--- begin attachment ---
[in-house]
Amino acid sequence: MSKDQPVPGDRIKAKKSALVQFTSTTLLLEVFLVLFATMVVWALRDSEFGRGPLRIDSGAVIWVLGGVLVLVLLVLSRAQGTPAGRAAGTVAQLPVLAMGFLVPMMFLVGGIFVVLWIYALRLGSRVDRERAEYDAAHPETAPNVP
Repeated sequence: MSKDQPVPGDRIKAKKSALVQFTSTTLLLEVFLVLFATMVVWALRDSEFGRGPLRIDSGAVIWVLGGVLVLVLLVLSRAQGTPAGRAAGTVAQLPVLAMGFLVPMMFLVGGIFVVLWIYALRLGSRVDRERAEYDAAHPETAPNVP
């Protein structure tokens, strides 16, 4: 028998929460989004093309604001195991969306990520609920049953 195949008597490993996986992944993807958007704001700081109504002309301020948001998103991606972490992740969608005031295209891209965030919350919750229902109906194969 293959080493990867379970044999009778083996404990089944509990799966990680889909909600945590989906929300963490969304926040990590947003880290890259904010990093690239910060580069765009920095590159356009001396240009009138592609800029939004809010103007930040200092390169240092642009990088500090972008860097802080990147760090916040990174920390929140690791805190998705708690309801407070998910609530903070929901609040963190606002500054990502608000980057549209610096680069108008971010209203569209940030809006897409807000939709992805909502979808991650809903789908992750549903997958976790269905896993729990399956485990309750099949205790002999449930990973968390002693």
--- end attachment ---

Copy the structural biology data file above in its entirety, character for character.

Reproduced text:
[in-house]
Amino acid sequence: MSKDQPVPGDRIKAKKSALVQFTSTTLLLEVFLVLFATMVVWALRDSEFGRGPLRIDSGAVIWVLGGVLVLVLLVLSRAQGTPAGRAAGTVAQLPVLAMGFLVPMMFLVGGIFVVLWIYALRLGSRVDRERAEYDAAHPETAPNVP
Repeated sequence: MSKDQPVPGDRIKAKKSALVQFTSTTLLLEVFLVLFATMVVWALRDSEFGRGPLRIDSGAVIWVLGGVLVLVLLVLSRAQGTPAGRAAGTVAQLPVLAMGFLVPMMFLVGGIFVVLWIYALRLGSRVDRERAEYDAAHPETAPNVP
């Protein structure tokens, strides 16, 4: 028998929460989004093309604001195991969306990520609920049953 195949008597490993996986992944993807958007704001700081109504002309301020948001998103991606972490992740969608005031295209891209965030919350919750229902109906194969 293959080493990867379970044999009778083996404990089944509990799966990680889909909600945590989906929300963490969304926040990590947003880290890259904010990093690239910060580069765009920095590159356009001396240009009138592609800029939004809010103007930040200092390169240092642009990088500090972008860097802080990147760090916040990174920390929140690791805190998705708690309801407070998910609530903070929901609040963190606002500054990502608000980057549209610096680069108008971010209203569209940030809006897409807000939709992805909502979808991650809903789908992750549903997958976790269905896993729990399956485990309750099949205790002999449930990973968390002693």